New Performance Appraisal Tool Available for School Clinicians Performance reviews, a critical employment and salary element in many occupations, can play a key role in the professional lives of school-based speech-language pathologists. But for SLPs, the review may fail to reflect the true nature of their responsibilities, for two reasons: an SLP’s job performance is frequently assessed by ... School Matters
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School Matters  |   February 01, 2007
New Performance Appraisal Tool Available for School Clinicians
Author Notes
  • Sheryl C Amaral, is an SLP for the Cumberland (RI) School Department and at Sturdy Memorial Hospital in Attleboro, MA. Contact her at sherylmrl@aol.com.
    Sheryl C Amaral, is an SLP for the Cumberland (RI) School Department and at Sturdy Memorial Hospital in Attleboro, MA. Contact her at sherylmrl@aol.com.×
  • Susan Bartlett, is an SLP and director of the University of Connecticut Speech and Hearing Clinic in Storrs. Contact her at susanbartlett@uconn.edu.
    Susan Bartlett, is an SLP and director of the University of Connecticut Speech and Hearing Clinic in Storrs. Contact her at susanbartlett@uconn.edu.×
Article Information
School-Based Settings / Professional Issues & Training / School Matters
School Matters   |   February 01, 2007
New Performance Appraisal Tool Available for School Clinicians
The ASHA Leader, February 2007, Vol. 12, 10-11. doi:10.1044/leader.SCM2.12022007.10
The ASHA Leader, February 2007, Vol. 12, 10-11. doi:10.1044/leader.SCM2.12022007.10
Performance reviews, a critical employment and salary element in many occupations, can play a key role in the professional lives of school-based speech-language pathologists. But for SLPs, the review may fail to reflect the true nature of their responsibilities, for two reasons: an SLP’s job performance is frequently assessed by evaluators who have not been trained, certified, or licensed in the discipline; and the assessment tools used are more suited to classroom teachers than to SLPs.
To address this problem, two ASHA special interest divisions teamed up in 2004 to develop a performance appraisal instrument that reflects the unique roles and responsibilities of the school-based SLP. The new “Professional Performance Review Process” (PPRP) and “Professional Performance Review Instrument” (PPRI) resulted from this ad hoc joint committee of Special Interest Division 11, Administration and Supervision, and Division 16, School-Based Issues.
Performance reviews have taken on greater importance as recent advances in the school reform movement have placed a strong emphasis on the definition of quality educators. In fact, the No Child Left Behind Act (NCLB) of 2002 mandated that by the end of the 2005–2006 school year, all U.S. public school teachers must be “highly qualified” for their positions. In addition, regulations of NCLB and the Individuals with Disabilities Education Improvement Act of 2004 mandate the use of evidence-based practice and accountability by administrators, teachers, and specialists, including SLPs.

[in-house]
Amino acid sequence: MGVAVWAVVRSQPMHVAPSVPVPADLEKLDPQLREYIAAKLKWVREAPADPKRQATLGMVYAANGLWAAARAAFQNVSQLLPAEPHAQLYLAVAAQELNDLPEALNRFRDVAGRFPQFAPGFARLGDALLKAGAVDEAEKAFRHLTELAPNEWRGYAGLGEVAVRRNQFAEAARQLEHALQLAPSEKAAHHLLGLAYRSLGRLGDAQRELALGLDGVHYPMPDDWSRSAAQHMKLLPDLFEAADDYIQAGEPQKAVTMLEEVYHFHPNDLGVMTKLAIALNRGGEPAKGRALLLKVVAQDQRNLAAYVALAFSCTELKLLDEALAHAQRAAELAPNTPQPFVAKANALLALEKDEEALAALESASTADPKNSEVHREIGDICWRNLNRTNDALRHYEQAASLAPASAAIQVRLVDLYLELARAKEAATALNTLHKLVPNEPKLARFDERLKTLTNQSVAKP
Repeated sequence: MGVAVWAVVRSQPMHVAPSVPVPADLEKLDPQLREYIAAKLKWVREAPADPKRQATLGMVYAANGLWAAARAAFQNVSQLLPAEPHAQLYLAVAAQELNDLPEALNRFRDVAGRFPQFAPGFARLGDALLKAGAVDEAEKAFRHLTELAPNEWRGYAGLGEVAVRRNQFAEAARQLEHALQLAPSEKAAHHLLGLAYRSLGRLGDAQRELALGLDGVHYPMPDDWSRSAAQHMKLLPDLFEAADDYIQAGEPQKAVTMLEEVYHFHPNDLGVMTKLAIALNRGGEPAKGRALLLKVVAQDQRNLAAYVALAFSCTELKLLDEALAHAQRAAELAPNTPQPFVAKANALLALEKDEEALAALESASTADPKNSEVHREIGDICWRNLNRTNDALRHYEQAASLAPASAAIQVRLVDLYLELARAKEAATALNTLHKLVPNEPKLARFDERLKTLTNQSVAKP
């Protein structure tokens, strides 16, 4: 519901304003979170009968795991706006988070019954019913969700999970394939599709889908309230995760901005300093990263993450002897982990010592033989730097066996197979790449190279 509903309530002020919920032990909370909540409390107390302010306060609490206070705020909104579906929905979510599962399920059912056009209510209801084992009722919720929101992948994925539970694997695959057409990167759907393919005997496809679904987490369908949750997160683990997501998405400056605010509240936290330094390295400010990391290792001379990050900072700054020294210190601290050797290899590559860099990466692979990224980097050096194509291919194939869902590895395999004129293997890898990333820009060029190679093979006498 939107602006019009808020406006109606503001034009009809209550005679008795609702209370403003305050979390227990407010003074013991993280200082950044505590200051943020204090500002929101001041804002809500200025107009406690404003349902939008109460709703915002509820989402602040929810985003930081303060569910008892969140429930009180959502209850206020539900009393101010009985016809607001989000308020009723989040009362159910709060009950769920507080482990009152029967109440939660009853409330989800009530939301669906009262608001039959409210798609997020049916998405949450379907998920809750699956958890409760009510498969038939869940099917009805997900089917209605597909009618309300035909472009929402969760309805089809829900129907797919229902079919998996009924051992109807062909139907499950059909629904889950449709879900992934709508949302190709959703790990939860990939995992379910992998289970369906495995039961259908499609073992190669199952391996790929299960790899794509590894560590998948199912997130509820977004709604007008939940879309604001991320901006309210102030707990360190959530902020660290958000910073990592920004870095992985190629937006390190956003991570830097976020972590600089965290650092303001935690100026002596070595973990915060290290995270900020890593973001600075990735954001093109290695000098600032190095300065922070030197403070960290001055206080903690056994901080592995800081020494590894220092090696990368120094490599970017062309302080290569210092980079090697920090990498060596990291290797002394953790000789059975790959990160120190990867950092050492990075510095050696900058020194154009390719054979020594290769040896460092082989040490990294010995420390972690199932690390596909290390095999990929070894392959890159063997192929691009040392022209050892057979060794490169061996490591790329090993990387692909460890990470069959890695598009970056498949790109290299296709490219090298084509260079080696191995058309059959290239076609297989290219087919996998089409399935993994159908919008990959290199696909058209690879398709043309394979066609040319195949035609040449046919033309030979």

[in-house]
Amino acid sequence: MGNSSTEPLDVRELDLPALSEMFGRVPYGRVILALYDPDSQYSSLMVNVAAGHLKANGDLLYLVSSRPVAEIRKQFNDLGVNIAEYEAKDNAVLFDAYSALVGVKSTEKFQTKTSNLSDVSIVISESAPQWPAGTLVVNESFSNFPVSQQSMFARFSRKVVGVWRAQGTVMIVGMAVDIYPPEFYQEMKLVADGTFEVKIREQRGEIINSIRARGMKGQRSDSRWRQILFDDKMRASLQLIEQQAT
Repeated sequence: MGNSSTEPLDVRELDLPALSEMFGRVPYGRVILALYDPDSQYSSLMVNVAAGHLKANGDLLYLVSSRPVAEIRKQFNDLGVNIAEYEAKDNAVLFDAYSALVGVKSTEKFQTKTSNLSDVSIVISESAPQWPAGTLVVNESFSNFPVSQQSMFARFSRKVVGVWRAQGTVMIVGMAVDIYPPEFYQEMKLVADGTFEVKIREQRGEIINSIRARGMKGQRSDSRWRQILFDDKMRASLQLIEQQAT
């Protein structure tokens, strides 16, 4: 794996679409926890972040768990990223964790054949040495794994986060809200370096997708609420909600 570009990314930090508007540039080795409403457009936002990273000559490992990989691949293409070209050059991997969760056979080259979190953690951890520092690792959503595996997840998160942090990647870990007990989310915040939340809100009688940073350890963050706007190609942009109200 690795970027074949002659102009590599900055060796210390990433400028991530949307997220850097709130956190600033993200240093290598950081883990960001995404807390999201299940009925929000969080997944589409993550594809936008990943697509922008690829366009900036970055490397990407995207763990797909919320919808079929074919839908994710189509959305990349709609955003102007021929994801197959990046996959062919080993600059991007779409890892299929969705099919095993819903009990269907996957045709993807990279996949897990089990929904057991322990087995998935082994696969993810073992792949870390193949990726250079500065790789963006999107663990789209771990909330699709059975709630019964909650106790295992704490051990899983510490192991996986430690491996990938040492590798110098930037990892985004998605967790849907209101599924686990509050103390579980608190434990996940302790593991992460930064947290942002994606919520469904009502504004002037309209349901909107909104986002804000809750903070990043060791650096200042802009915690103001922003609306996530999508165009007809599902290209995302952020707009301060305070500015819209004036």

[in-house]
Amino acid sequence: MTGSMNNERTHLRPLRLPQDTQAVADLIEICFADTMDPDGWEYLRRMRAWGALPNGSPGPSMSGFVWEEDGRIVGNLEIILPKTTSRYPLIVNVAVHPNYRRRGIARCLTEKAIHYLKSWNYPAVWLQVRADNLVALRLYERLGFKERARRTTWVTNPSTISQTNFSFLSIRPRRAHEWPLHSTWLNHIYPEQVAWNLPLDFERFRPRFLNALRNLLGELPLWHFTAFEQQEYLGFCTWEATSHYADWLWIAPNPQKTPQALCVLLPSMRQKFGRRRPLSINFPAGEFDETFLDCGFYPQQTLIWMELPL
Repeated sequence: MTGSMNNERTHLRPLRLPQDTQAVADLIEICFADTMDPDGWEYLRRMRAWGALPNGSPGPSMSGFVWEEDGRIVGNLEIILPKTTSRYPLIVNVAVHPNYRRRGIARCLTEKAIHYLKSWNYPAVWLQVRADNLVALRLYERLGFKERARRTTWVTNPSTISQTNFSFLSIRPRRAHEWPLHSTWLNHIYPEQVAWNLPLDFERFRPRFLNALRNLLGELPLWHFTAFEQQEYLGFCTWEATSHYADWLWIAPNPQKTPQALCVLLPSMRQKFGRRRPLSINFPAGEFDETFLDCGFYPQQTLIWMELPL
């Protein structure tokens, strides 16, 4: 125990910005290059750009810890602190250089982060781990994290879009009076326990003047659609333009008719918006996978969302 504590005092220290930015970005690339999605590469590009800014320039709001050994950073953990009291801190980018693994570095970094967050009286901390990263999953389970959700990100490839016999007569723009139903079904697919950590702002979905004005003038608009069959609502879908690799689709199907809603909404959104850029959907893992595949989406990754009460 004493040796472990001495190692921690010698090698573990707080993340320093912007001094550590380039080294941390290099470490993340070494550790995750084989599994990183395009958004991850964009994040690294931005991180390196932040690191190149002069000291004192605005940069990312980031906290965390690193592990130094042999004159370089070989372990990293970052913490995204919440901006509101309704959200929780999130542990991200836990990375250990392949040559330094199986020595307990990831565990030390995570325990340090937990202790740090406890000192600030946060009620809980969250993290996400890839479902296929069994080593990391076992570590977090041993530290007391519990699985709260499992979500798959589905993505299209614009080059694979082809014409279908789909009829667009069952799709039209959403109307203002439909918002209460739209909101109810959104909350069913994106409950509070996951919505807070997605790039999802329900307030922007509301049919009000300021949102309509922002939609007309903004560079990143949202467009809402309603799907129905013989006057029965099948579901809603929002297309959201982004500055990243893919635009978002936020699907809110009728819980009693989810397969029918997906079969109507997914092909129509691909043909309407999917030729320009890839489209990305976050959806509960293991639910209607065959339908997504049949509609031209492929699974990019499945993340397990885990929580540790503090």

However, assessment instruments and protocols used for school-based SLPs typically do not reflect the unique roles and responsibilities inherent in their workloads. Most exclude activities such as prevention, identification, assessment, evaluation, development of service plans, caseload management, intervention, documentation, advocacy, and professionalism.
Guided by available evidence-based practice, the committee developed an evaluation tool that addresses the four major areas of professional performance review—quality assurance, professional development, performance improvement, and feedback—while also recognizing that the only area acknowledged by policymakers and legislators is quality.
The PPRP and PPRI use a two-phase approach to evaluating school-based SLPs. In the first phase, the SLP conducts a self-study and rates his or her own knowledge and skills against very specific indicators related to school-based SLP roles and responsibilities. In evaluating the results, the SLP acknowledges areas of strengths and weaknesses and devises a follow-up professional development plan. In the second phase, the SLP and an outside evaluator (e.g., principal, administrator, special education director) participate in an observation and/or conference and complete a one-page performance summary.
The PPRP is designed to enhance communication between the school-based SLP and his or her supervisor so that positive outcomes may result from performance reviews. The committee is now considering steps to expand this project and to conduct research to obtain information from SLPs who may pilot the process and the instrument.
The committee members include: Trici Schraeder (chair), Sheryl C. Amaral, Susan Bartlett, Susan Floyd, Erin Dyer, DeAnne Wellman Owre, Jeri Berman (ex officio, 2005–2006), and Michelle Ferketic (ex officio, 2006). Vice presidents for professional practices in speech-language pathology who served in a monitoring role were Celia Hooper (2003–2005) and Brian Shulman (2006–2008). The resulting document, “Professional Performance Review Process for the School-Based Speech-Language Pathologist” [PDF] was approved by ASHA’s Legislative Council in August 2006.
Both authors have been on the committee since the project’s inception and presented at a PPRP/PPRI seminar at the 2006 Convention.
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February 2007
Volume 12, Issue 2